Last week the Ninth Circuit denied the State of Idaho's second petition for rehearing in National Wildlife Federation v. National Marine Fisheries Service. The case involves the long-running litigation over federal hydropower projects in the Columbia River Basin. The plaintiff-appellees have contended that the projects jeopardize the continued existence of a number of ESA-protected salmon populations. Judge Redden of the District of Oregon has consistently agreed that the biological opinions authorizing the projects' continued operation are deeply flawed. Last year, the Ninth Circuit affirmed Judge Redden's overtuning of the biological opinions, but shortly thereafter the Supreme Court issued National Association of Home Builders v. Defenders of Wildlife, which held that ESA Section 7 applies only to discretionary federal actions. On the basis of NAHB, a number of NWF appellants moved for rehearing. The Ninth Circuit denied that rehearing petition, determining that NAHB did not require a different result: that case dealt with nondiscretionary projects, whereas NWF deals (pace the Ninth Circuit) with discretionary projects. While all this was playing out at the appellate level, the Service, on remand from Judge Redden, issued a new biological opinion governing the hydropower projects. Idaho therefore argued to the Ninth Circuit, in its second rehearing petition, that the case was now moot, and that the Circuit should vacate its earlier decision on the merits. It was this request that the Ninth Circuit denied last week.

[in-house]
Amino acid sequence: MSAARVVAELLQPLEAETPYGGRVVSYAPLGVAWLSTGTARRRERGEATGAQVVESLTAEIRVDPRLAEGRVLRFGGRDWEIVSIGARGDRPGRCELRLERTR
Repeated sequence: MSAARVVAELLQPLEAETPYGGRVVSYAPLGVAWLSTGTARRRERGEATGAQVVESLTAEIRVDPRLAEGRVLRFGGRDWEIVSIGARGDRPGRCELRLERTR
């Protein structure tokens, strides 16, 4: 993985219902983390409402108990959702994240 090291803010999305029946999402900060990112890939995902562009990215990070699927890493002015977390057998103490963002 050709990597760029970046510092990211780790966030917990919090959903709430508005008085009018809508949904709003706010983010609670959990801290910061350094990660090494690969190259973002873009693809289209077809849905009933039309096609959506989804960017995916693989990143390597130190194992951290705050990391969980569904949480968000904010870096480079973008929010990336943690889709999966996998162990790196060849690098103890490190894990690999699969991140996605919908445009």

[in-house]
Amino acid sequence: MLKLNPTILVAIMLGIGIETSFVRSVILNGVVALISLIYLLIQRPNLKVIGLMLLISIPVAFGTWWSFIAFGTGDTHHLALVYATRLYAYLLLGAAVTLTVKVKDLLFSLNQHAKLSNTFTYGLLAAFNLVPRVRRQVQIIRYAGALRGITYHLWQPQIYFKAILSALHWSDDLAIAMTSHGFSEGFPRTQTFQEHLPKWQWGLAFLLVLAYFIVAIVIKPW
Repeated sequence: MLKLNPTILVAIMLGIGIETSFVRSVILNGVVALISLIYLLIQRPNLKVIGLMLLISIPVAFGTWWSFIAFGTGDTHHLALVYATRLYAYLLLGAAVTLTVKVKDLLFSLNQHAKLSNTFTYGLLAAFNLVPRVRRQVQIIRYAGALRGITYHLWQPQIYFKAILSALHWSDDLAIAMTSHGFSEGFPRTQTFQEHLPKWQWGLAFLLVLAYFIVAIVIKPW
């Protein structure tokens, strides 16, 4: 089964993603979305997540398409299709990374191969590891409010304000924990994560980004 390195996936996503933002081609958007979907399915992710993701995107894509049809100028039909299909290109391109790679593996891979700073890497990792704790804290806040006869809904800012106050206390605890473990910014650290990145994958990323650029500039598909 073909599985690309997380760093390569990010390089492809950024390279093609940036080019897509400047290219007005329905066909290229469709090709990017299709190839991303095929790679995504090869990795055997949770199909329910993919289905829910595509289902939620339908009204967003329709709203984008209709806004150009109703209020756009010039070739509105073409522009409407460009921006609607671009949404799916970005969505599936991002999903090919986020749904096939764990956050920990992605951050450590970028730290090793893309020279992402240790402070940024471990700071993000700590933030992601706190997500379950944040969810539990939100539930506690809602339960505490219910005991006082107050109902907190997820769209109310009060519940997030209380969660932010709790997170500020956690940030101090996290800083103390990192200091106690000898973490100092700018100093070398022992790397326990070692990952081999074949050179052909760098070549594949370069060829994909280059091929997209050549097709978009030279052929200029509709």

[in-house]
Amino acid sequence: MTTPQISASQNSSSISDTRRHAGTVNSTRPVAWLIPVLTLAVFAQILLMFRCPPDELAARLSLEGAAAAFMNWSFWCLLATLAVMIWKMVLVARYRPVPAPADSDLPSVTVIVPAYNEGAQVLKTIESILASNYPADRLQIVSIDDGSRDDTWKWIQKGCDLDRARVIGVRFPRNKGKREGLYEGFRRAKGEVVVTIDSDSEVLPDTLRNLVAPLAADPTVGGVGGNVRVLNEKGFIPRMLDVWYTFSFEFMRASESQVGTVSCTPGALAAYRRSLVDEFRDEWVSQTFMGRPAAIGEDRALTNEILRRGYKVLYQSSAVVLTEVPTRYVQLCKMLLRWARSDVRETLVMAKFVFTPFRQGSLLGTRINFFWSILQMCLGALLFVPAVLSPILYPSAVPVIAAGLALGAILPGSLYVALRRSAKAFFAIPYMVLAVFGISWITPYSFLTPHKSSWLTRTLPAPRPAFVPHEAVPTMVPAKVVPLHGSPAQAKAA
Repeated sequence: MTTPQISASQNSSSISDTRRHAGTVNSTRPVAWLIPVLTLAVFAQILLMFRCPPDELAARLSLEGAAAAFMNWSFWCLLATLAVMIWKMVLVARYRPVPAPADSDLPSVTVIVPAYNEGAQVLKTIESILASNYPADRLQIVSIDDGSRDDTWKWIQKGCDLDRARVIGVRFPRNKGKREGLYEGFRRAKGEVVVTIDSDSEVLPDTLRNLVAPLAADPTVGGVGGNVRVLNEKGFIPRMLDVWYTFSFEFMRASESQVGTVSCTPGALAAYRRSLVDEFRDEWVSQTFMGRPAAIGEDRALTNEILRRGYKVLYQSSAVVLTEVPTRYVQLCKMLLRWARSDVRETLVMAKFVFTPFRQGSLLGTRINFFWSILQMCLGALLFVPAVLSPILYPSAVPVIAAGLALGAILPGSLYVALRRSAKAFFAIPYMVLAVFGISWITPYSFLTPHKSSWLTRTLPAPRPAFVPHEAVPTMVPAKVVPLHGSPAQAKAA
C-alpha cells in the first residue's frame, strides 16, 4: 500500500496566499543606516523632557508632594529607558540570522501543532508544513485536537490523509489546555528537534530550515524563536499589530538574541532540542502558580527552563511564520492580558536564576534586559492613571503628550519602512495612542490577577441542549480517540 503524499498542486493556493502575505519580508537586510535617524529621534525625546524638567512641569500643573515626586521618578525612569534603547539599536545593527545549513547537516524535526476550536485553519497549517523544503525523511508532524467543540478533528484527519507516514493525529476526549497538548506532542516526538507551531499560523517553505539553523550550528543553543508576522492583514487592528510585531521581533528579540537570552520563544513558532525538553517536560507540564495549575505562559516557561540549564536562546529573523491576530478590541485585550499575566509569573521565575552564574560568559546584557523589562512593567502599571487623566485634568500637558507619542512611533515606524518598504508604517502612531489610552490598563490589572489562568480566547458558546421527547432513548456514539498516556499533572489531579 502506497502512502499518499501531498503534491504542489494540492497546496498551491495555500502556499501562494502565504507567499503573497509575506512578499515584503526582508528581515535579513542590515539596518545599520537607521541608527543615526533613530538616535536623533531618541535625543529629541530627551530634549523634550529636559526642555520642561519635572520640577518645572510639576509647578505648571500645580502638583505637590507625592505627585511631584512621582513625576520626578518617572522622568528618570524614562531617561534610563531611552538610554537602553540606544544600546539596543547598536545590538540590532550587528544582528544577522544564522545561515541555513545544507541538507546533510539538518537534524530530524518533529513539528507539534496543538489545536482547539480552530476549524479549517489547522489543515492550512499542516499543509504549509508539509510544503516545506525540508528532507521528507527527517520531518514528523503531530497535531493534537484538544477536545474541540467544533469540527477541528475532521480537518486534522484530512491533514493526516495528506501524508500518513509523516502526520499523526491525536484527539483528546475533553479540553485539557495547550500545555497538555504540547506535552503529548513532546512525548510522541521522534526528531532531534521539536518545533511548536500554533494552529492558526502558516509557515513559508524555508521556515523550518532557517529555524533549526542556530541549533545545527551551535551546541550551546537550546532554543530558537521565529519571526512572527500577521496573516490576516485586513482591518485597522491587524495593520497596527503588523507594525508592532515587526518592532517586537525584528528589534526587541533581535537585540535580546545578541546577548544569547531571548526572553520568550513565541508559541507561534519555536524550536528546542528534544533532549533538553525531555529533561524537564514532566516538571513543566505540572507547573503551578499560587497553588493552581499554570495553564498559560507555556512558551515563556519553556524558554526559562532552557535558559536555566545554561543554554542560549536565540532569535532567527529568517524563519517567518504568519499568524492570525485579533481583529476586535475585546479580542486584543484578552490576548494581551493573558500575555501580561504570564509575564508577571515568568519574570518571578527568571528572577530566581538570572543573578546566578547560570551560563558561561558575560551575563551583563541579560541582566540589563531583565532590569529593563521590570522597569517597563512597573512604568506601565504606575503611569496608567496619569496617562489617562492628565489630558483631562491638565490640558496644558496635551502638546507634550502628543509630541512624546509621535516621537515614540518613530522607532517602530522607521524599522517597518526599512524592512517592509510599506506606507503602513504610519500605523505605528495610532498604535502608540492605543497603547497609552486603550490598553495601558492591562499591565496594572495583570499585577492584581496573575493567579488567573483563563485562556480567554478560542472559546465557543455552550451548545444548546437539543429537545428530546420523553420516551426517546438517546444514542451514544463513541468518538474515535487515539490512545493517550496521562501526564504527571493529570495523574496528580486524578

The case is far from over, however. Shortly after the new biological opinion was issued, the NWF plaintiffs moved to amend their complaint to challenge the consultation documents.